Spring Write Track
Voices in the Margins: Designing for Inclusive Writing Instruction
Join us this spring for our Friday workshop series on writing instruction.
- Decolonizing Discourse: Incorporating Story into Written Assignments (Feb. 23rd)
- Welcoming Trans* & Gender Diverse Writers (Mar. 9th)
- Voices in the Margins: Humanizing Academic Discourse through Conversation and Informal Writing (Mar. 30th)
- Confronting Implicit Bias in the Feedback Process for Written Assignments (Apr. 13th)
To register for one or all of the workshops, click below.
Decolonizing Discourse: Incorporating Story into Written Assignments
Facilitator: Rachel Jackson
Friday, Feb. 23, 1:00-2:30. O.U. Writing Center, Wagner 280
Native Studies scholars theorize story as a traditional rhetorical practice used to teach, to persuade, to honor, and to heal across Indigenous communities. Researchers regard story as both rich data and a qualitative research method. Social justice scholars recognize story as a means to include marginalized perspectives in academic discourse. Narrative spans the disciplines as a growing trend in the academy, and if scholars value narrative as a learning tool, then educators must value it as a pedagogical tool. Incorporating narrative writing into assignments helps students create more meaningful writing through rich synthesis of course materials with lived experience. This presentation offers models for narrative assignments, including assignment journaling, research narratives, and digital storytelling.
Welcoming Trans* & Gender Diverse Writers
Facilitator: Andi Bentley
Friday, March 9, 10:30-12:00. O.U. Writing Center, Wagner 280
Come enjoy, in an open and safe environment, an informal and informative session about trans* and gender diverse writers. We will discuss the terms and definitions that trans* and gender diverse folx use, including third person/third gender pronouns. Part of this conversation will be about the differences between biological sex, gender, gender expression, and sexual orientation. After laying this ground work we will explore pedagogical practices, model texts, and writing activities that can be utilized to create an environment where trans* and gender diverse people feel welcomed as community members and writers.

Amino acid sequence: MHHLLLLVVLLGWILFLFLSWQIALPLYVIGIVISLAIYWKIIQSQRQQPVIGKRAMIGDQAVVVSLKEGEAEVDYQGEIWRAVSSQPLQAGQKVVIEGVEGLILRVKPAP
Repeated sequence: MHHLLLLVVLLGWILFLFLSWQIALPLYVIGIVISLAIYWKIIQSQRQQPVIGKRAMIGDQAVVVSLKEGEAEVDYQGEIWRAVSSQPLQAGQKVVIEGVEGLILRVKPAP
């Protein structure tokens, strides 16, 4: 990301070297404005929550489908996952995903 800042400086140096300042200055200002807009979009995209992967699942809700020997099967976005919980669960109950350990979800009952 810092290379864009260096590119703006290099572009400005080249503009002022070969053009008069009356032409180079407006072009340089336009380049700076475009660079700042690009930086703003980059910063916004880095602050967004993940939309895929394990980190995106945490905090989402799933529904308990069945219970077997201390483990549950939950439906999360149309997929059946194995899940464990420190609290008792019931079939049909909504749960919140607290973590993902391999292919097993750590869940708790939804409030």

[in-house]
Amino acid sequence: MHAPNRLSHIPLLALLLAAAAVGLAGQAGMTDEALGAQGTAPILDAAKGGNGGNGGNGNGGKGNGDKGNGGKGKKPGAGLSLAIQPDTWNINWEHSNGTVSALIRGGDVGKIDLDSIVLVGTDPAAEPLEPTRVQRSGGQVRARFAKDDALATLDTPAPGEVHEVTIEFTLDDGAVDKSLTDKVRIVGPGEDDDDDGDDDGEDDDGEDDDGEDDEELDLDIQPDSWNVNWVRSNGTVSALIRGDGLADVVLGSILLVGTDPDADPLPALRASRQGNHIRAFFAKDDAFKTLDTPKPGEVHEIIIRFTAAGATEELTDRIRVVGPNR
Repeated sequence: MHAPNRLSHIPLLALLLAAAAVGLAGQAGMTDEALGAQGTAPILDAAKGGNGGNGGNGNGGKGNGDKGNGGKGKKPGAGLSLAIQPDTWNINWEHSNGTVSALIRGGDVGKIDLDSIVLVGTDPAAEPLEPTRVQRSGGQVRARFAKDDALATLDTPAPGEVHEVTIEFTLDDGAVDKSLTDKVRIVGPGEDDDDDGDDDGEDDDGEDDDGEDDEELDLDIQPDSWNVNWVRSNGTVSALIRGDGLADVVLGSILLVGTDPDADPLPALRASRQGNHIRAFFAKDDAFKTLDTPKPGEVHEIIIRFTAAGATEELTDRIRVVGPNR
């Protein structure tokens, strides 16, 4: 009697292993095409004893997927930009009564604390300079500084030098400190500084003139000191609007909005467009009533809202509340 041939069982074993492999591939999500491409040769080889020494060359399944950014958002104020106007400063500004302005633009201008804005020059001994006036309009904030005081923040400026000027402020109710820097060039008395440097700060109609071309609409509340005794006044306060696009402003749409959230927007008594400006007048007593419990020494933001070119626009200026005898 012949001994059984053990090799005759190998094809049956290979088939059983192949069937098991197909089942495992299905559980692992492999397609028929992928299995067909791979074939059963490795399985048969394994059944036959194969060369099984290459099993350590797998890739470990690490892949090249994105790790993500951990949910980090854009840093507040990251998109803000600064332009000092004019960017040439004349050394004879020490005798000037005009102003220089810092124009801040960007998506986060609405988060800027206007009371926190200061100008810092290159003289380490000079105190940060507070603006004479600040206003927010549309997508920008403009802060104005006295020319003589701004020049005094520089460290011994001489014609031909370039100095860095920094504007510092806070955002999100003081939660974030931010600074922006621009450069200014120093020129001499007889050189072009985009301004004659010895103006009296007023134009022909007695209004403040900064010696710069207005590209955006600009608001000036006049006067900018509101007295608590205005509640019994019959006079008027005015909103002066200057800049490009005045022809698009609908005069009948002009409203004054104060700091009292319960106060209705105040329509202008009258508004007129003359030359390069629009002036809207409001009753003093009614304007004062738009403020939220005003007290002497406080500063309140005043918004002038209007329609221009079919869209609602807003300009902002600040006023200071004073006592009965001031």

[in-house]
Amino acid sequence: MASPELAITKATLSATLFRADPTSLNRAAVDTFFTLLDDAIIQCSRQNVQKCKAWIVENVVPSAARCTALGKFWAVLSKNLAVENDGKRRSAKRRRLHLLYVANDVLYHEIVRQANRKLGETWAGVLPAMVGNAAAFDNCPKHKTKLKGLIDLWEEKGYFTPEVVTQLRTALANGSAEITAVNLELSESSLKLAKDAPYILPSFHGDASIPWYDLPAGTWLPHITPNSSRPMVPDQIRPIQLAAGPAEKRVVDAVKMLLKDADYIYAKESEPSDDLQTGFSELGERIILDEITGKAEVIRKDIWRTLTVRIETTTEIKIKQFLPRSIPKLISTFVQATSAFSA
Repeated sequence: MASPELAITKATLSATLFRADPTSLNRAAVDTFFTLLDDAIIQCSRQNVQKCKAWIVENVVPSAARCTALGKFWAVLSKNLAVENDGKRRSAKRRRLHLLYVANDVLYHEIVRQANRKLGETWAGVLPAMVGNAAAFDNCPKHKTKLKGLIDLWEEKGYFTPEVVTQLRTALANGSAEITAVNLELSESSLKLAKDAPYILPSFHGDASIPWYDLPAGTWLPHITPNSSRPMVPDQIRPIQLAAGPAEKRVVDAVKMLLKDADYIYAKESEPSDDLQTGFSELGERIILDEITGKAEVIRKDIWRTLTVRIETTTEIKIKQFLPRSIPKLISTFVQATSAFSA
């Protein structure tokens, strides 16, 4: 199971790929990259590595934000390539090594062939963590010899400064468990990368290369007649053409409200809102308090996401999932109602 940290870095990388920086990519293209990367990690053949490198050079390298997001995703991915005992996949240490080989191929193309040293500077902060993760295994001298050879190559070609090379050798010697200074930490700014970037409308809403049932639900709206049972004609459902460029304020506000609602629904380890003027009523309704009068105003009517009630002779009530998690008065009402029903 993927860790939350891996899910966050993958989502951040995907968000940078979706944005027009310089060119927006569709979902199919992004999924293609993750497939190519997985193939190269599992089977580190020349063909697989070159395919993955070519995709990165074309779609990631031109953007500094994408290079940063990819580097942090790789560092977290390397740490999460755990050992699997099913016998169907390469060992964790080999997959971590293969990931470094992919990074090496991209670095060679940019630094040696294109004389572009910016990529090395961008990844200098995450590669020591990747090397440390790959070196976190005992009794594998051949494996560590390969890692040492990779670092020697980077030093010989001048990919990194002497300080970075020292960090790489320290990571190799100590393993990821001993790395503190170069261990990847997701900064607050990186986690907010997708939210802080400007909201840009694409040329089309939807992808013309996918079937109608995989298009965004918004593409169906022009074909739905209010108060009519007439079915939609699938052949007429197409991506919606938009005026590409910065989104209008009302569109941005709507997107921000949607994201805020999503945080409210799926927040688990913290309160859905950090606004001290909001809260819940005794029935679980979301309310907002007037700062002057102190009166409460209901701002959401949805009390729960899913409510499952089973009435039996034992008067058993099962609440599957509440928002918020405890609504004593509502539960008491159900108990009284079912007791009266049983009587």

Voices in the Margins: Humanizing Academic Discourse through Conversation and Informal Writing
Facilitators: Robert Scafe and Nick LoLordo
Friday, March 30, 10:30-12:00. O.U. Writing Center, 280 Wagner.
Do your students see academic writing as a foreign language? Do you have trouble engaging traditionally marginalized students in class discussion? This workshop will help you humanize academic writing by using informal discussion to model the “moves” of scholarly discourse. Participants will learn how to proactively establish the values of diversity in discussion and how to leverage conversational moves to teach formal writing. We’ll also explore the web annotation tool hypothes.is, which allows real-time commenting on a shared online “text” to create a more inclusive conversational space for students who find face-to-face discussion problematic.
Confronting Implicit Bias in the Feedback Process for Written Assignments
Facilitator: Margaret Gaida
Friday, April 13, 3:00-4:30. O.U. Writing Center, 240 Wagner Hall.
Are you concerned about how implicit biases affect the feedback you give on written assignments? Given that evaluating written work demands familiarity with individual students and their writing processes, expecting anonymity is unrealistic. This session addresses how we can mitigate the hidden assumptions and judgments that shape our responses to student work. We will consider assignment design, grading, commenting, rubrics, and student conferences.